Subscribe to
Posts
Comments
NSLog(); Header Image

Apple’s Retarded Wifi Lineup

I described my network setup in a previous post, so I won't do it again. My Time Capsule will arrive shortly, and though I was quite eager to begin using it, I am no longer. Why? Because I remembered that my AirPort Expresses1 are 802.11g. My Living Room Express provides AirTunes to my entertainment center and connects to an ethernet hub that is, in turn, connected to my DVR, Xbox 360, and eventually a PS32.

If I want to keep using AirTunes, I've got to dumb my entire network down to 802.11g. None of the alternatives work:

  1. I could replace the AirPort Express with an AirPort Extreme, but then I lose it as an AirTunes target.
  2. I could replace the AirPort Express with an AppleTV, but because it can't bridge over ethernet I lose connectivity for my DVR and Xbox 360.
  3. I can keep the AirPort Express, but then my entire network will run in 802.11g mode (i.e. slower).


Apple - the company who makes all of these devices and loves to talk about how things "just work," could have solved this problem in a number of ways (in order of personal preference):

  1. Allow the AppleTV to bridge via its ethernet port. I'd buy one immediately to replace the AirPort Express. This should just be a software update - no hardware modifications needed.
  2. Put an AirTunes port on the current AirPort Extremes/Time Capsules. They already bridge over ethernet.
  3. Allow 802.11g and 802.11n to work simultaneously (perhaps on different frequencies), each at full speed3.
  4. Release an 802.11n-capable AirPort Express. The AirPort Express fills a nice niche.

Dammit, Apple. Get your act together. Right now you haven't got a cohesive product lineup.

Here's a chart that should make my complaints a bit clearer:

                   Ethernet
Product            Bridging       AirTunes        802.11n
-------            --------       --------        -------
AppleTV                -            YES             YES
AirPort Extreme*      YES            -              YES
AirPort Express       YES           YES              -

* Or Time Capsule.

Apple's WiFi Lineup: choose two! It's the new "fast/good/cheap" (per Jesper). I don't think that adding the "missing feature" to any or all of the three products would dramatically alter their niches. I think each product is positioned well on the price vs. functionality scale. None would overlap so much (especially given price) that any would need to be eliminated.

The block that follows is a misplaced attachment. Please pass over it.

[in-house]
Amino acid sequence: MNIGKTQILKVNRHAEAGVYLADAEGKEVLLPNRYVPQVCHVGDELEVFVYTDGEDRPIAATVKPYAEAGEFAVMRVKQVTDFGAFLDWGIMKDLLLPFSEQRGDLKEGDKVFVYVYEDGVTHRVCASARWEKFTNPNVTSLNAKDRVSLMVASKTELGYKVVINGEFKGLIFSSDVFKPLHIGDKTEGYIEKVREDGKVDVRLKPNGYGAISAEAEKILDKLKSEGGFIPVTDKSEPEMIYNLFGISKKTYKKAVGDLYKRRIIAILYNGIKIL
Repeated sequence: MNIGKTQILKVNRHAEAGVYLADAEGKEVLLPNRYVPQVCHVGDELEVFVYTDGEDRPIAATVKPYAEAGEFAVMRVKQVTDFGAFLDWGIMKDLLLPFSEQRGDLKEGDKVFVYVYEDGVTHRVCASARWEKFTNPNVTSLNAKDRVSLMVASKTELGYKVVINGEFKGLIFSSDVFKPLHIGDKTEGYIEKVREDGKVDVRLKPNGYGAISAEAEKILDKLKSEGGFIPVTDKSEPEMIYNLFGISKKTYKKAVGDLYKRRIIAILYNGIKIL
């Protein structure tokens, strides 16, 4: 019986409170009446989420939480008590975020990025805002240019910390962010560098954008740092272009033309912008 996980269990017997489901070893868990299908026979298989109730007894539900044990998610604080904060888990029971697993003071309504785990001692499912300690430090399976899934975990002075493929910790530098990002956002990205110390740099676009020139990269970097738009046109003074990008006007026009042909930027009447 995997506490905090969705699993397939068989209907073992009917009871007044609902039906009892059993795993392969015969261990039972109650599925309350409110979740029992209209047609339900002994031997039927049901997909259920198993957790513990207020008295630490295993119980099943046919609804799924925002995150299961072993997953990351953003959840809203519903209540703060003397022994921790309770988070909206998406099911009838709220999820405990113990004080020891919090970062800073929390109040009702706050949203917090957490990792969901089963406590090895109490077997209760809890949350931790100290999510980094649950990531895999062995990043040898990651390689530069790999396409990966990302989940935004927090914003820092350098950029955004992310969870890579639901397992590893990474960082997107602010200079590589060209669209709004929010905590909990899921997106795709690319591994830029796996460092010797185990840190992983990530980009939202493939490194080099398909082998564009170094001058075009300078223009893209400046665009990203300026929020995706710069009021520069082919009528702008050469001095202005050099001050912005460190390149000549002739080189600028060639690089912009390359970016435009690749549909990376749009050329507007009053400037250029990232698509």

Update: A few of the commenters have suggested I run two networks. Why? That's silly. I might do it in the end if I have to, but why should I have to run two networks? I feel that any of the four proposed solutions is better than "run two networks." This stuff's supposed to work together, ideally at full speed.

Also, I don't plan to keep my current dome AirPort Express. I planned to give that to my in-laws along with the 12" PowerBook. They'll still need to use the modem.

Footnotes

  1. Only one of which I really need to continue using.
  2. That the Wii supports wireless out of the box is a great thing, but I would probably buy a LAN converter or switch off the always-on Wifi if it was the only thing holding me back from running an all-N network.
  3. This isn't possible, from what I understand, because it's against the spec.

16 Responses to "Apple’s Retarded Wifi Lineup"

  1. You mention the Wii in your footnotes. If you have one of these and are using the wireless option and don't have the ethernet adapter, you'll have to keep your network dumbed down to 802.11n (b/g compatible) to support the Wii too.

  2. Chris Williams said on February 29, 2008:

    You mention the Wii in your footnotes. If you have one of these and are using the wireless option and don't have the ethernet adapter, you'll have to keep your network dumbed down to 802.11n (b/g compatible) to support the Wii too.

    Yeah, and the plan at that point would be to either a) buy the LAN adapter or b) just turn off the "always on" Wifi on the Wii. The network would then run at n speed almost all the time, dropping to g only when I use the iPhone network in my house or someone with an older computer drops by.

    Currently, because the Express is g only, my network will always be in g mode.

  3. [...] rightly complains about the lack of a does-it-all AirPort base station from [...]

  4. Now, I'm going to be in a similar predicament when my Time Capsule arrives, though I have a Mac Mini in my home theater setup.

    What I was thinking of doing was using the Airport Express as a pass-through 802.11g device. I want to use 802.11n for my MBP, iMac, and soon my fiancée's MacBook. But my Wii, and AE are only 802.11G.